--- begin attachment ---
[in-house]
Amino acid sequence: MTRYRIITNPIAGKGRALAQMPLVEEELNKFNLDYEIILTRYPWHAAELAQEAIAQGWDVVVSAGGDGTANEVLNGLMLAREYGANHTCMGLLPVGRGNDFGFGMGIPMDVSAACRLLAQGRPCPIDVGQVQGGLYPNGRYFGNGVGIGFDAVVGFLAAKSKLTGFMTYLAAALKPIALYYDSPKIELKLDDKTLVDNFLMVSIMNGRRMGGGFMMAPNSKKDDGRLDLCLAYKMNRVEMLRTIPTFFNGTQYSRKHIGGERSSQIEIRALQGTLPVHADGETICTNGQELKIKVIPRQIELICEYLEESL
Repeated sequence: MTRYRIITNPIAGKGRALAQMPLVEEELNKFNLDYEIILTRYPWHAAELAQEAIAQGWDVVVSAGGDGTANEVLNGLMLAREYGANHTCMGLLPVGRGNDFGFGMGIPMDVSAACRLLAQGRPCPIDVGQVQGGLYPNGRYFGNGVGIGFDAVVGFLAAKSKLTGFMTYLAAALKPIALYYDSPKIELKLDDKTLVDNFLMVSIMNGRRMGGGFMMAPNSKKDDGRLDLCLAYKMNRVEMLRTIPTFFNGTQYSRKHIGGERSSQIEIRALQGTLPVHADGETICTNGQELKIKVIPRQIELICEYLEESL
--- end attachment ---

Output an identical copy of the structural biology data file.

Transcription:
[in-house]
Amino acid sequence: MTRYRIITNPIAGKGRALAQMPLVEEELNKFNLDYEIILTRYPWHAAELAQEAIAQGWDVVVSAGGDGTANEVLNGLMLAREYGANHTCMGLLPVGRGNDFGFGMGIPMDVSAACRLLAQGRPCPIDVGQVQGGLYPNGRYFGNGVGIGFDAVVGFLAAKSKLTGFMTYLAAALKPIALYYDSPKIELKLDDKTLVDNFLMVSIMNGRRMGGGFMMAPNSKKDDGRLDLCLAYKMNRVEMLRTIPTFFNGTQYSRKHIGGERSSQIEIRALQGTLPVHADGETICTNGQELKIKVIPRQIELICEYLEESL
Repeated sequence: MTRYRIITNPIAGKGRALAQMPLVEEELNKFNLDYEIILTRYPWHAAELAQEAIAQGWDVVVSAGGDGTANEVLNGLMLAREYGANHTCMGLLPVGRGNDFGFGMGIPMDVSAACRLLAQGRPCPIDVGQVQGGLYPNGRYFGNGVGIGFDAVVGFLAAKSKLTGFMTYLAAALKPIALYYDSPKIELKLDDKTLVDNFLMVSIMNGRRMGGGFMMAPNSKKDDGRLDLCLAYKMNRVEMLRTIPTFFNGTQYSRKHIGGERSSQIEIRALQGTLPVHADGETICTNGQELKIKVIPRQIELICEYLEESL